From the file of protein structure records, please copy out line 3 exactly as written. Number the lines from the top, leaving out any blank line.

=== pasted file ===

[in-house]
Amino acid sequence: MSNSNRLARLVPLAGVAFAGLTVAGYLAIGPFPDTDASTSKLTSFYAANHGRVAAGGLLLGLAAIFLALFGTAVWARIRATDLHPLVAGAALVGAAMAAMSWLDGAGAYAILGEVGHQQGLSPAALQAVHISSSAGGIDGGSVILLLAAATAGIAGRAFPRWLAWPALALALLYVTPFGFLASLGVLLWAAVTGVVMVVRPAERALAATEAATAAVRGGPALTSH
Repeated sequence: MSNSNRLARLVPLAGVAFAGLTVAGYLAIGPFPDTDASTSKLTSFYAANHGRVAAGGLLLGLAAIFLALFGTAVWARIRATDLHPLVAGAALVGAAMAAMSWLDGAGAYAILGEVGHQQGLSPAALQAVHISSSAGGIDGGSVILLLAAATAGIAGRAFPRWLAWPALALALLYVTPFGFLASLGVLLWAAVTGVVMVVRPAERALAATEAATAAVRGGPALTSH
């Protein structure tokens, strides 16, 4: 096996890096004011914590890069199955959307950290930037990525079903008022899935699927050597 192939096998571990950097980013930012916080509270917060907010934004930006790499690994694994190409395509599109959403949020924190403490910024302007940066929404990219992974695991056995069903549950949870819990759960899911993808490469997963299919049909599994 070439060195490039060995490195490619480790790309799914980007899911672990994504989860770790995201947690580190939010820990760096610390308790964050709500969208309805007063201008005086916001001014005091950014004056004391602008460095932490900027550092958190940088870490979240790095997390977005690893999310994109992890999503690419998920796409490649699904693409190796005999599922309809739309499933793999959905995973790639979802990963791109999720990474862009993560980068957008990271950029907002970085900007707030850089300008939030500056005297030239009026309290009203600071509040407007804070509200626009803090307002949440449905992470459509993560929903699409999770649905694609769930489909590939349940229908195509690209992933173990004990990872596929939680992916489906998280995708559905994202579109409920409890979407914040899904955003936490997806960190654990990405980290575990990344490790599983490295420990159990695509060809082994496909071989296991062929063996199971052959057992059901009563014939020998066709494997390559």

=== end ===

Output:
Repeated sequence: MSNSNRLARLVPLAGVAFAGLTVAGYLAIGPFPDTDASTSKLTSFYAANHGRVAAGGLLLGLAAIFLALFGTAVWARIRATDLHPLVAGAALVGAAMAAMSWLDGAGAYAILGEVGHQQGLSPAALQAVHISSSAGGIDGGSVILLLAAATAGIAGRAFPRWLAWPALALALLYVTPFGFLASLGVLLWAAVTGVVMVVRPAERALAATEAATAAVRGGPALTSH